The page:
Sayed Jafar Naderi

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Sadat Jafar Naderi
Sayed Jafar Naderi.jpg
Sayed Jafar Naderi (left)
Security Advisor to First Afghan Vice President
Assumed office
17 November 2014
Personal details
Born Sadat Jafar Naderi
(1965-05-05) May 5, 1965 (age 52)
Kayan, Dushi District, Baghlan Province, Afghanistan
Nationality Afghan
Political party National Solidarity Party of Afghanistan
Father Sayed Mansur Naderi
Residence Taimani, Kabul, Afghanistan
Religion Islam

Sayed Jafar Naderi (born 1965) is an ethnic Tajik Ismaili Afghan who controlled Baghlan Province during the early 90s.[1] He was born in Kayan, Baghlan and is also known as Sayyid-i Kayan[2] The son of the Sayed Mansoor Naderi, The previous Vice-President of Afghanistan Sayed Mansoor Naderi, Jafar went to school in England at age 10, after his father was made a political prisoner. He was sent to the United States at age 13 where he became known as Jeff Naderi.

Biography[edit]

Prior to his father calling him back to Afghanistan, He lived in Allentown, Pennsylvania, played drums in a heavy metal band and was an athlete.[3]

According to The World's Most Dangerous Places, Jafar was rich when he returned to Afghanistan. He is considered one of the country's most brutal and notorious warlords.[4]

He was quoted in The World's Most Dangerous Places as saying that he came to help the people of Baghlan, and the rest of the country. He risked his life to help his people, inspired by his father and grandfather who helped protect Afghanistan.

During the Soviet occupation of Afghanistan Jafar became Baghlan's MP. His army fought the Soviets, producing a stream of refugees who fled to Pakistan.[citation needed] Few returned until after the Taliban government fell.

The 80th Division (Afghanistan) was reportedly formed from tribal militia in the second half of the Soviet war in Afghanistan.[5] In 1989 it was the major formation in Baghlan Province, under Jafar's command, then 25 years old.[6]

Jafar was the subject of the 1989 documentary "Warlord of Kayan" produced and directed by Jeff B. Harmon.[7] The film won the Golden Gate Award at the San Francisco International Film Festival.

Family Political Background[edit]

Sayed Jafar Naderi comes from a highly political family background. His father Sayed Mansur Naderi has been both the religious and political leader of Afghan Ismaili sector in the past 50 years. Jafar's younger brother Sadat Mansoor Naderi who is a business person has been nominated for the post of Urban Development Minister by the president Ashraf Ghani Ahmadzai. Sayed Jafar's younger sister Farkhunda Zahra Naderi is a member of Afghan Parliament and a well-known rights activist in the country. His one cousin Sayed Dawood Naderi is another parliamentarian elected from Kunduz province of Afghanistan.[8] [9][10]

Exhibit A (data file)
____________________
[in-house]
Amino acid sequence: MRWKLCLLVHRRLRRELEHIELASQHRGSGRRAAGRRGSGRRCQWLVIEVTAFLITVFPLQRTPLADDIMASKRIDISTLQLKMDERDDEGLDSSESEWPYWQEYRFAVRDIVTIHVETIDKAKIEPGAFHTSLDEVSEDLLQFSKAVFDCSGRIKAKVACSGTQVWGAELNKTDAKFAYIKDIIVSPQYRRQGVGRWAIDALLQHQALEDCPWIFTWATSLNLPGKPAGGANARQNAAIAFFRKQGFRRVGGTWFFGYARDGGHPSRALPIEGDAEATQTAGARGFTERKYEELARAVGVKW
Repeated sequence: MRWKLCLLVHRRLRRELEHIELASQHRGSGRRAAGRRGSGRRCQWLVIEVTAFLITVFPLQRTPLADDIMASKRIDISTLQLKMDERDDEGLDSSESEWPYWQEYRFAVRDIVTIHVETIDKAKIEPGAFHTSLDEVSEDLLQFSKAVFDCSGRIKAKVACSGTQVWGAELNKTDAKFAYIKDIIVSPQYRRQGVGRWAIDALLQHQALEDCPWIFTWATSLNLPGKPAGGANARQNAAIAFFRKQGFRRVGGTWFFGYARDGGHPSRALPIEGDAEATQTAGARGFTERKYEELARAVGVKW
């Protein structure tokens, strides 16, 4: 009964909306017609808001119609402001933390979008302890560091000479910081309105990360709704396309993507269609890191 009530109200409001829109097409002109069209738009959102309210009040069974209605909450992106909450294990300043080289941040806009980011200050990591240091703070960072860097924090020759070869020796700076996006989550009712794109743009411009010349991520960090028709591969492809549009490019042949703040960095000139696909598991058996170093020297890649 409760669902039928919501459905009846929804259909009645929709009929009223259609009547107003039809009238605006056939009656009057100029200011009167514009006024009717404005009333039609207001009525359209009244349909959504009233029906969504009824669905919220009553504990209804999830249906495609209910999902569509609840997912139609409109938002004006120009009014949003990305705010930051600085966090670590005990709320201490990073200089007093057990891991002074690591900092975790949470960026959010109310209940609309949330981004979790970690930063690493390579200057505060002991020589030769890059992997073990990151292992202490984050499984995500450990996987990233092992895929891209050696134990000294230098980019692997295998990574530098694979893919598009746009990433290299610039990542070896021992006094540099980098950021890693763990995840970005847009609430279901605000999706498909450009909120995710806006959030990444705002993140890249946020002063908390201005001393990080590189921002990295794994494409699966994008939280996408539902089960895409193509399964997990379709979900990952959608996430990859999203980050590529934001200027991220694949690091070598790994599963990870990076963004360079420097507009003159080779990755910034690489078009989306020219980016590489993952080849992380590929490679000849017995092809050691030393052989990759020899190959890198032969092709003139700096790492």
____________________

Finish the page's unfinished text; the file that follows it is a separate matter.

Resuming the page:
Jafar himself recently been appointed as security advisor to first vice president Abdul Rashid Dostum.[11]

Footnotes[edit]

  1. ^ Afghanistan Biographien I – J Accessed 17 August 2006
  2. ^ Vogelsang, Willem (2002). The Afghans. Oxford: Blackwell Publishers. p. 324. ISBN 0-631-19841-5. 
  3. ^ http://www.spock.com/Sayed-Jafar
  4. ^ Robert Young Pelton. The World's Most Dangerous Places (April 1, 2003 ed.). Collins. p. 1088. ISBN 0-06-001160-2. 
  5. ^ Antonio Giustozzi, War, Politics, and Society in Afghanistan, 2000, 220. See also Afghanistan Justice Project, 'War Crimes and Crimes against Humanity 1978–2001, 2005, http://www.afghanistanjusticeprojectorg.
  6. ^ Howard Witt, Where Warlords Still Reign Father And Son Keep Peace In Afghan Province, Chicago Tribune, June 25, 1989.
  7. ^ "Journeyman Pictures : documentaries : Warlord of Kayan". Journeyman.tv. Retrieved 2012-05-30. 
  8. ^ "S. Dawod, Sadat's cousin in the Afghan Parliament". 
  9. ^ "Farkhunda Zahra Naderi's biography by Pajhwok Afghan News". 
  10. ^ "Sayed Mansoor Naderi's Bio". 
  11. ^ "Sayed Jafar appointed as Afghanistan First Vice President's security advisor". 

External links[edit]